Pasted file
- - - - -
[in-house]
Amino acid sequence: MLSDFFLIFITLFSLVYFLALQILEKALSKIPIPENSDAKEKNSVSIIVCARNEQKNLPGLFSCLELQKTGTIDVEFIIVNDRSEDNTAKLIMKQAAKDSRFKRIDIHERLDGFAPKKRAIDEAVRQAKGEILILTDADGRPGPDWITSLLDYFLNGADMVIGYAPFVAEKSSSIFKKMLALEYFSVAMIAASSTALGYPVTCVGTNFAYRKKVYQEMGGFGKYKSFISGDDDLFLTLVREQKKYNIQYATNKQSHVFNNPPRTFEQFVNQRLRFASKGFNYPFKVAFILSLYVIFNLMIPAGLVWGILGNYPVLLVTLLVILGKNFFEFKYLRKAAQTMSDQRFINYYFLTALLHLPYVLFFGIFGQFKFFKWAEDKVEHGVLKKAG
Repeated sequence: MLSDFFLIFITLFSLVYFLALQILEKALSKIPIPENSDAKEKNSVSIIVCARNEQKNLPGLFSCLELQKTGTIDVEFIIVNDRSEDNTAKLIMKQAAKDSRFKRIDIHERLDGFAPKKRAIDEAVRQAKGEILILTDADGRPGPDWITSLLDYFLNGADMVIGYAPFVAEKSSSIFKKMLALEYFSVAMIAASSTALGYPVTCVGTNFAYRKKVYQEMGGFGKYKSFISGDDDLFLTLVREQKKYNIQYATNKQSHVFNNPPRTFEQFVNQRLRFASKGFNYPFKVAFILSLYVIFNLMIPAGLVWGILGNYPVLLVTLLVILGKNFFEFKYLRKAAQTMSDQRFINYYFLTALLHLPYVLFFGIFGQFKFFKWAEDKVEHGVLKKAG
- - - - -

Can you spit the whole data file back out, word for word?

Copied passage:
[in-house]
Amino acid sequence: MLSDFFLIFITLFSLVYFLALQILEKALSKIPIPENSDAKEKNSVSIIVCARNEQKNLPGLFSCLELQKTGTIDVEFIIVNDRSEDNTAKLIMKQAAKDSRFKRIDIHERLDGFAPKKRAIDEAVRQAKGEILILTDADGRPGPDWITSLLDYFLNGADMVIGYAPFVAEKSSSIFKKMLALEYFSVAMIAASSTALGYPVTCVGTNFAYRKKVYQEMGGFGKYKSFISGDDDLFLTLVREQKKYNIQYATNKQSHVFNNPPRTFEQFVNQRLRFASKGFNYPFKVAFILSLYVIFNLMIPAGLVWGILGNYPVLLVTLLVILGKNFFEFKYLRKAAQTMSDQRFINYYFLTALLHLPYVLFFGIFGQFKFFKWAEDKVEHGVLKKAG
Repeated sequence: MLSDFFLIFITLFSLVYFLALQILEKALSKIPIPENSDAKEKNSVSIIVCARNEQKNLPGLFSCLELQKTGTIDVEFIIVNDRSEDNTAKLIMKQAAKDSRFKRIDIHERLDGFAPKKRAIDEAVRQAKGEILILTDADGRPGPDWITSLLDYFLNGADMVIGYAPFVAEKSSSIFKKMLALEYFSVAMIAASSTALGYPVTCVGTNFAYRKKVYQEMGGFGKYKSFISGDDDLFLTLVREQKKYNIQYATNKQSHVFNNPPRTFEQFVNQRLRFASKGFNYPFKVAFILSLYVIFNLMIPAGLVWGILGNYPVLLVTLLVILGKNFFEFKYLRKAAQTMSDQRFINYYFLTALLHLPYVLFFGIFGQFKFFKWAEDKVEHGVLKKAG